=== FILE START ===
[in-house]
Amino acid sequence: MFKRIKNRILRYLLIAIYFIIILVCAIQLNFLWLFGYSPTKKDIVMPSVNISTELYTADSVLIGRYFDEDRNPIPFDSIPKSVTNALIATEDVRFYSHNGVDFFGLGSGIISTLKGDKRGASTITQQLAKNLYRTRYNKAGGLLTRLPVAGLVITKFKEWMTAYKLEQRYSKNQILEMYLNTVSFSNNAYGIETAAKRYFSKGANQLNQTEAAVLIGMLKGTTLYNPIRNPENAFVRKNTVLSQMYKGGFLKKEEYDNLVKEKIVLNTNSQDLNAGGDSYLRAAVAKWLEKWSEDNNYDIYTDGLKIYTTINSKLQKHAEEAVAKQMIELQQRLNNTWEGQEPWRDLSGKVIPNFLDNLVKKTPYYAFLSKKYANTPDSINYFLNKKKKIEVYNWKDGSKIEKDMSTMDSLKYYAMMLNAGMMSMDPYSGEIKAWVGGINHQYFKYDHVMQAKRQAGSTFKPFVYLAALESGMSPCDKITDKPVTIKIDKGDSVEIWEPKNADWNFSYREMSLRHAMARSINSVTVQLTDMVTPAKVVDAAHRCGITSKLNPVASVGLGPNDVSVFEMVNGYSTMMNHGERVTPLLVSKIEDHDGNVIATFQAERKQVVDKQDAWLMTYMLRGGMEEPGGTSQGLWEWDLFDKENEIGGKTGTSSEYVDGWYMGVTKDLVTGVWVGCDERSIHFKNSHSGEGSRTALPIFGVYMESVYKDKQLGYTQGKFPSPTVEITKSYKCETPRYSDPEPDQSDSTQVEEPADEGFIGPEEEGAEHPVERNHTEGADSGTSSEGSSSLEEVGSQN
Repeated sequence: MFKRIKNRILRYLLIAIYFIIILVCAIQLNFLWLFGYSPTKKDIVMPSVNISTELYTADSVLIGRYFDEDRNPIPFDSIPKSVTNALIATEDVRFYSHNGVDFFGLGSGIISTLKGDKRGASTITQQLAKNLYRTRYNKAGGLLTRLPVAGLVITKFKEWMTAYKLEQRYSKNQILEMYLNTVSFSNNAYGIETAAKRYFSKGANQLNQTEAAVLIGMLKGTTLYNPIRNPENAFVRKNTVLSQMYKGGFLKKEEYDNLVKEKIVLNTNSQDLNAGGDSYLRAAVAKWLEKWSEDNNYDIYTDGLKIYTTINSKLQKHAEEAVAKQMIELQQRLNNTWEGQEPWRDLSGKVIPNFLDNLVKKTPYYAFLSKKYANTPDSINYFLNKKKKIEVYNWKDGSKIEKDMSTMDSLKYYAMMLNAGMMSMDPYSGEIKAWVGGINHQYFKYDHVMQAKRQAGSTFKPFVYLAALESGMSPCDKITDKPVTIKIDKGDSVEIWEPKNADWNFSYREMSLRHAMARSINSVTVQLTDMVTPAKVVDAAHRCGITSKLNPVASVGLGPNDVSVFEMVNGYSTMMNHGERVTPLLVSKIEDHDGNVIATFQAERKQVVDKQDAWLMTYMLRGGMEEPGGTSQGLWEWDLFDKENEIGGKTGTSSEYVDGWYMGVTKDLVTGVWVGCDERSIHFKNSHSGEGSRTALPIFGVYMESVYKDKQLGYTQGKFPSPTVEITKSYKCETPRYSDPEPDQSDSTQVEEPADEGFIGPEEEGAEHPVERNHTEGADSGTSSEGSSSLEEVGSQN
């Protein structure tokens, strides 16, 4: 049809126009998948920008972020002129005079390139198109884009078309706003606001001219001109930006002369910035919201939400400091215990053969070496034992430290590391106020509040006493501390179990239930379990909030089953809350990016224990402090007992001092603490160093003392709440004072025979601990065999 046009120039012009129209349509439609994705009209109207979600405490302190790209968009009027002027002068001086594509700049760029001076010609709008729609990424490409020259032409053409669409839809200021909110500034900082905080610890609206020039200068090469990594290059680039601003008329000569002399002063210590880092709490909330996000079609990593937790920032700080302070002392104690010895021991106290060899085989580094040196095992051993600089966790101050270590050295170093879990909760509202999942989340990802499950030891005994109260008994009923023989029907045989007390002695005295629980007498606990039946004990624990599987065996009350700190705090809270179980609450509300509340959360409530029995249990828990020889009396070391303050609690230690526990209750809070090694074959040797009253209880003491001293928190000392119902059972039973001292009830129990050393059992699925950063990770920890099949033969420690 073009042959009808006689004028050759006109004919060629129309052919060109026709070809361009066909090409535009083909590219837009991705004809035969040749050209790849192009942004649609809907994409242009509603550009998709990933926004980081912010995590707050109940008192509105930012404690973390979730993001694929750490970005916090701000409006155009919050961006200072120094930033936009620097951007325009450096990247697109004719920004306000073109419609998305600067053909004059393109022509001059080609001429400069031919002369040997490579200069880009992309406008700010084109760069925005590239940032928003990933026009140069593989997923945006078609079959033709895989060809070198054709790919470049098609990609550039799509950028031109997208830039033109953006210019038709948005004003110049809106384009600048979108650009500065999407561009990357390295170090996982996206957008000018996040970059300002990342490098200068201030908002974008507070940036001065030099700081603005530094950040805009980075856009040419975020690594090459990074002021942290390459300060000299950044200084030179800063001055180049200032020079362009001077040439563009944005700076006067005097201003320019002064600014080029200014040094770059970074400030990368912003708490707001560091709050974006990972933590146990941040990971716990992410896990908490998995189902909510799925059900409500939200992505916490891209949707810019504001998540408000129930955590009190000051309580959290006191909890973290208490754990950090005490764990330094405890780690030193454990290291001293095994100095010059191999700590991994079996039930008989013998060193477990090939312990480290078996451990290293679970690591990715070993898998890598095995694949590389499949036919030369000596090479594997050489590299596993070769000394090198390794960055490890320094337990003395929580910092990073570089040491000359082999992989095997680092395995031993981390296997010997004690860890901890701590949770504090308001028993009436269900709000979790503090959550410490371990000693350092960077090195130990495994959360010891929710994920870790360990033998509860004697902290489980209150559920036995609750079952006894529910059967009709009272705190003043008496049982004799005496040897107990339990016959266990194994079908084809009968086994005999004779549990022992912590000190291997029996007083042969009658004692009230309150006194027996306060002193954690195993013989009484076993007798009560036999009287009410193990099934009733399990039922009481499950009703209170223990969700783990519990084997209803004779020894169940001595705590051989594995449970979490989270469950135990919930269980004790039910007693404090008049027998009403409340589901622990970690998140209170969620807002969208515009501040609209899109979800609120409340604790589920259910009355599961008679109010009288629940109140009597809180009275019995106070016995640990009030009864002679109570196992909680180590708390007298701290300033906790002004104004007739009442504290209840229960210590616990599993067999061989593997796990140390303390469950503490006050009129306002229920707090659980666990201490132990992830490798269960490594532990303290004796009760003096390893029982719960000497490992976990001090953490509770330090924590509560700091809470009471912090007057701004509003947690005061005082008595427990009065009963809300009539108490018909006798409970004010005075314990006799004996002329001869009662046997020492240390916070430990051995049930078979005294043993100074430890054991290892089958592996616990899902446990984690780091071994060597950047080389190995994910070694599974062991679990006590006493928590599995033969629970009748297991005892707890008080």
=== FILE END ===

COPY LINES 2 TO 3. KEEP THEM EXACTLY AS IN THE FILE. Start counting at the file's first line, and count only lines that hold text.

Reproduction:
Amino acid sequence: MFKRIKNRILRYLLIAIYFIIILVCAIQLNFLWLFGYSPTKKDIVMPSVNISTELYTADSVLIGRYFDEDRNPIPFDSIPKSVTNALIATEDVRFYSHNGVDFFGLGSGIISTLKGDKRGASTITQQLAKNLYRTRYNKAGGLLTRLPVAGLVITKFKEWMTAYKLEQRYSKNQILEMYLNTVSFSNNAYGIETAAKRYFSKGANQLNQTEAAVLIGMLKGTTLYNPIRNPENAFVRKNTVLSQMYKGGFLKKEEYDNLVKEKIVLNTNSQDLNAGGDSYLRAAVAKWLEKWSEDNNYDIYTDGLKIYTTINSKLQKHAEEAVAKQMIELQQRLNNTWEGQEPWRDLSGKVIPNFLDNLVKKTPYYAFLSKKYANTPDSINYFLNKKKKIEVYNWKDGSKIEKDMSTMDSLKYYAMMLNAGMMSMDPYSGEIKAWVGGINHQYFKYDHVMQAKRQAGSTFKPFVYLAALESGMSPCDKITDKPVTIKIDKGDSVEIWEPKNADWNFSYREMSLRHAMARSINSVTVQLTDMVTPAKVVDAAHRCGITSKLNPVASVGLGPNDVSVFEMVNGYSTMMNHGERVTPLLVSKIEDHDGNVIATFQAERKQVVDKQDAWLMTYMLRGGMEEPGGTSQGLWEWDLFDKENEIGGKTGTSSEYVDGWYMGVTKDLVTGVWVGCDERSIHFKNSHSGEGSRTALPIFGVYMESVYKDKQLGYTQGKFPSPTVEITKSYKCETPRYSDPEPDQSDSTQVEEPADEGFIGPEEEGAEHPVERNHTEGADSGTSSEGSSSLEEVGSQN
Repeated sequence: MFKRIKNRILRYLLIAIYFIIILVCAIQLNFLWLFGYSPTKKDIVMPSVNISTELYTADSVLIGRYFDEDRNPIPFDSIPKSVTNALIATEDVRFYSHNGVDFFGLGSGIISTLKGDKRGASTITQQLAKNLYRTRYNKAGGLLTRLPVAGLVITKFKEWMTAYKLEQRYSKNQILEMYLNTVSFSNNAYGIETAAKRYFSKGANQLNQTEAAVLIGMLKGTTLYNPIRNPENAFVRKNTVLSQMYKGGFLKKEEYDNLVKEKIVLNTNSQDLNAGGDSYLRAAVAKWLEKWSEDNNYDIYTDGLKIYTTINSKLQKHAEEAVAKQMIELQQRLNNTWEGQEPWRDLSGKVIPNFLDNLVKKTPYYAFLSKKYANTPDSINYFLNKKKKIEVYNWKDGSKIEKDMSTMDSLKYYAMMLNAGMMSMDPYSGEIKAWVGGINHQYFKYDHVMQAKRQAGSTFKPFVYLAALESGMSPCDKITDKPVTIKIDKGDSVEIWEPKNADWNFSYREMSLRHAMARSINSVTVQLTDMVTPAKVVDAAHRCGITSKLNPVASVGLGPNDVSVFEMVNGYSTMMNHGERVTPLLVSKIEDHDGNVIATFQAERKQVVDKQDAWLMTYMLRGGMEEPGGTSQGLWEWDLFDKENEIGGKTGTSSEYVDGWYMGVTKDLVTGVWVGCDERSIHFKNSHSGEGSRTALPIFGVYMESVYKDKQLGYTQGKFPSPTVEITKSYKCETPRYSDPEPDQSDSTQVEEPADEGFIGPEEEGAEHPVERNHTEGADSGTSSEGSSSLEEVGSQN